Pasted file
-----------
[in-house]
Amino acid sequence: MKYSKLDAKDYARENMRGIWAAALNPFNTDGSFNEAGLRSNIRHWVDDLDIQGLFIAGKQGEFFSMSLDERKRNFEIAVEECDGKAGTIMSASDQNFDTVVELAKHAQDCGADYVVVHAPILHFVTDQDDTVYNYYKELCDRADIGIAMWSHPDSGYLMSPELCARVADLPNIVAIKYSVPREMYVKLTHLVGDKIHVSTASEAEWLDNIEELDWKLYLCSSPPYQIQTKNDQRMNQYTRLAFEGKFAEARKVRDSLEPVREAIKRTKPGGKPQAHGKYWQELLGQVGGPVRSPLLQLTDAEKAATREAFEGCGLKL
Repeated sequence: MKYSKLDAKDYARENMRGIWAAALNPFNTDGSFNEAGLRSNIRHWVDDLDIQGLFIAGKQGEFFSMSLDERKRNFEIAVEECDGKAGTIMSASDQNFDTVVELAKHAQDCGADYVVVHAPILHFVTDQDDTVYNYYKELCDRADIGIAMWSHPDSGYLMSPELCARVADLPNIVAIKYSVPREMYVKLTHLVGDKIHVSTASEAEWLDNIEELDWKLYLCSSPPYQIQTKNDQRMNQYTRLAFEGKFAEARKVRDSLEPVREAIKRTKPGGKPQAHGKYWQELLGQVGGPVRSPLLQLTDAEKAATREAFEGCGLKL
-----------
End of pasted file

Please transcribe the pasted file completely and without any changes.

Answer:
[in-house]
Amino acid sequence: MKYSKLDAKDYARENMRGIWAAALNPFNTDGSFNEAGLRSNIRHWVDDLDIQGLFIAGKQGEFFSMSLDERKRNFEIAVEECDGKAGTIMSASDQNFDTVVELAKHAQDCGADYVVVHAPILHFVTDQDDTVYNYYKELCDRADIGIAMWSHPDSGYLMSPELCARVADLPNIVAIKYSVPREMYVKLTHLVGDKIHVSTASEAEWLDNIEELDWKLYLCSSPPYQIQTKNDQRMNQYTRLAFEGKFAEARKVRDSLEPVREAIKRTKPGGKPQAHGKYWQELLGQVGGPVRSPLLQLTDAEKAATREAFEGCGLKL
Repeated sequence: MKYSKLDAKDYARENMRGIWAAALNPFNTDGSFNEAGLRSNIRHWVDDLDIQGLFIAGKQGEFFSMSLDERKRNFEIAVEECDGKAGTIMSASDQNFDTVVELAKHAQDCGADYVVVHAPILHFVTDQDDTVYNYYKELCDRADIGIAMWSHPDSGYLMSPELCARVADLPNIVAIKYSVPREMYVKLTHLVGDKIHVSTASEAEWLDNIEELDWKLYLCSSPPYQIQTKNDQRMNQYTRLAFEGKFAEARKVRDSLEPVREAIKRTKPGGKPQAHGKYWQELLGQVGGPVRSPLLQLTDAEKAATREAFEGCGLKL